Train driving as a control task is one-dimensional, yet very complex. This combination highlights certain problems in our understanding of skilled action. Investigations involving behavioural observations, plus interviews with over 200 drivers and inspectors, showed that the drivers utilise more information from outside the cab than is usually thought. The relevant variables were identified. The limitations to the driver's possible knowledge of the changing state of the system ahead of him lead the study to the goal-directed, purposive nature of his skill. What exactly does he have to carry in his head to achieve the observed successes in time-keeping and safety? Consideration is given to the form of internal representations of his outside world. Quasi-mathematical operations to solve time/distance trajectory equations are suggested. Enactive, rather than verbalised, storage of information is discussed. Some practical consequences for training and equipment design are drawn in conclusion.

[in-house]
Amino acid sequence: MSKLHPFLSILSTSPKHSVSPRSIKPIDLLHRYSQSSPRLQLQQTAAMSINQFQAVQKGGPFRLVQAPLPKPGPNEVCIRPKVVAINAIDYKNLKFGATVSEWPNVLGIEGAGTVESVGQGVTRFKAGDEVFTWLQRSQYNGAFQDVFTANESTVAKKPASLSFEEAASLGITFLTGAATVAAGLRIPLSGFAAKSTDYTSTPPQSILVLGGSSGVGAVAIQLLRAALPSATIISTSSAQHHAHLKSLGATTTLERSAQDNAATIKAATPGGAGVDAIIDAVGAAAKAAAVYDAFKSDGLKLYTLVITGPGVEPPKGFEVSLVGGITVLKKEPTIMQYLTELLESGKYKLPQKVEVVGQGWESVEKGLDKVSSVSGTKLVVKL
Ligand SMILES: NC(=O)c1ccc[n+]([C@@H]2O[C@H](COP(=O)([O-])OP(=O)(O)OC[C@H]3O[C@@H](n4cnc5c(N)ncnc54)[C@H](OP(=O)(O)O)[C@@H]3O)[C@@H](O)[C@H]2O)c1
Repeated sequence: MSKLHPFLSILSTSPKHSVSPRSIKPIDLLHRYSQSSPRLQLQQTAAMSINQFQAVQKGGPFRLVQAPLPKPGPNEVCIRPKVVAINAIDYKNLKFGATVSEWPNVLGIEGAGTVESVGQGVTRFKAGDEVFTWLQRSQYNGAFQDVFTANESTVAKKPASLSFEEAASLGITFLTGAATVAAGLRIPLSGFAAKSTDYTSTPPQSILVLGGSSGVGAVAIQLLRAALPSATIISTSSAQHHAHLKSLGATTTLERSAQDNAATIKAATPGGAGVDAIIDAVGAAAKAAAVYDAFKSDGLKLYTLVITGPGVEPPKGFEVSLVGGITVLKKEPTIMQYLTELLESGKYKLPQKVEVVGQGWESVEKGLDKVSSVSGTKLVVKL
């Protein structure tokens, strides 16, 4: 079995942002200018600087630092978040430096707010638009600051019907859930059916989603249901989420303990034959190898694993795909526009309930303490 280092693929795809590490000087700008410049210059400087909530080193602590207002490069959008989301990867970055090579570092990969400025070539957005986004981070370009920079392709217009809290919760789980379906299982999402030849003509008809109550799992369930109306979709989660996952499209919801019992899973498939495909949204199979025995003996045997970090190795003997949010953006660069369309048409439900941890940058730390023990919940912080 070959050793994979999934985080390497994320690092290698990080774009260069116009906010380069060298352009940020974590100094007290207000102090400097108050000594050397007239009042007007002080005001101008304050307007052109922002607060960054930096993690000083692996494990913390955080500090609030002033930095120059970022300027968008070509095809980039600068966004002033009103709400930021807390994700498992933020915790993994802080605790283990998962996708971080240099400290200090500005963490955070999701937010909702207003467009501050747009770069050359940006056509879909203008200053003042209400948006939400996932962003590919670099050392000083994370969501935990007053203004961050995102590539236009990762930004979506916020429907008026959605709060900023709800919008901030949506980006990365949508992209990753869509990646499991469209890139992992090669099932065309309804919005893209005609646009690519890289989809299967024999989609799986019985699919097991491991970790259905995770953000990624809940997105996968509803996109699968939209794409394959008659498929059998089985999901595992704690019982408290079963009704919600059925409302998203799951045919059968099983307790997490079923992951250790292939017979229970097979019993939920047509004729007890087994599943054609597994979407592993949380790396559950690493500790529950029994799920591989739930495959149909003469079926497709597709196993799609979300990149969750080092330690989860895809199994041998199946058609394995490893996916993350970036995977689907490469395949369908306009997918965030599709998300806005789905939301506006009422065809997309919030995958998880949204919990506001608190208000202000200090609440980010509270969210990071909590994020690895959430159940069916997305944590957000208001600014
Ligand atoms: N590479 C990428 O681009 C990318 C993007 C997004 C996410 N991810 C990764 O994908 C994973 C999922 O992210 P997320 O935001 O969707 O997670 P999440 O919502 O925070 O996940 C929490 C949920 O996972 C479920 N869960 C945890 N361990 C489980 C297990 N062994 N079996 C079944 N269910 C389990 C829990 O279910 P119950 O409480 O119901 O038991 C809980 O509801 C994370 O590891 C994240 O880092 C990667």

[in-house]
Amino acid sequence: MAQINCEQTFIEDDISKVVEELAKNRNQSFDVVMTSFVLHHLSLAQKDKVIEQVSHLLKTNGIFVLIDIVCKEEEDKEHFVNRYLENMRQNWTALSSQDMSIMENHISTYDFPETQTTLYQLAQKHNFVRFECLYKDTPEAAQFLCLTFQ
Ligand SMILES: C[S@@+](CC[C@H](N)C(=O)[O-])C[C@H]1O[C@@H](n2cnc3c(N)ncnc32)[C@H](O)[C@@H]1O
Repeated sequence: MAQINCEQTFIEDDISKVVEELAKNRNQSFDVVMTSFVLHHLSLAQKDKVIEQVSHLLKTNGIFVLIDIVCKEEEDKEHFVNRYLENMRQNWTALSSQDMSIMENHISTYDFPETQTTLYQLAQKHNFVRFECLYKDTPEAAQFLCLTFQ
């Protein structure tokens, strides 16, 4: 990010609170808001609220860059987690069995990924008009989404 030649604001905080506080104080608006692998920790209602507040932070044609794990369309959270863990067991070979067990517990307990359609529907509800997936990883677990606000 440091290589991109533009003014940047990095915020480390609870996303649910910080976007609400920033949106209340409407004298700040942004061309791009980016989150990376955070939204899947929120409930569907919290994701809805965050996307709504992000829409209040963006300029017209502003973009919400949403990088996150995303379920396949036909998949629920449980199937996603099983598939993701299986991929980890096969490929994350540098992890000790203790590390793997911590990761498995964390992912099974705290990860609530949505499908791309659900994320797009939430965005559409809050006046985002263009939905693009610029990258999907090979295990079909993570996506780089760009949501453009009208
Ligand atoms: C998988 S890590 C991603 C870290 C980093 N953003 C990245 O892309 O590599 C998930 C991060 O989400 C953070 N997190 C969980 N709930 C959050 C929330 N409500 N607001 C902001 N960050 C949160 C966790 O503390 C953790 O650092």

• Availability:
  • Corporate Authors:

    Taylor & Francis

    4 Park Square, Milton Park
    Abingdon,   United Kingdom  OX14 4RN
  • Authors:
    • Branton, P
  • Publication Date: 1979-2

Media Info

Subject/Index Terms

Filing Info

  • Accession Number: 00196527
  • Record Type: Publication
  • Source Agency: Transport Research Laboratory
  • Files: ITRD, TRIS
  • Created Date: Aug 15 1979 12:00AM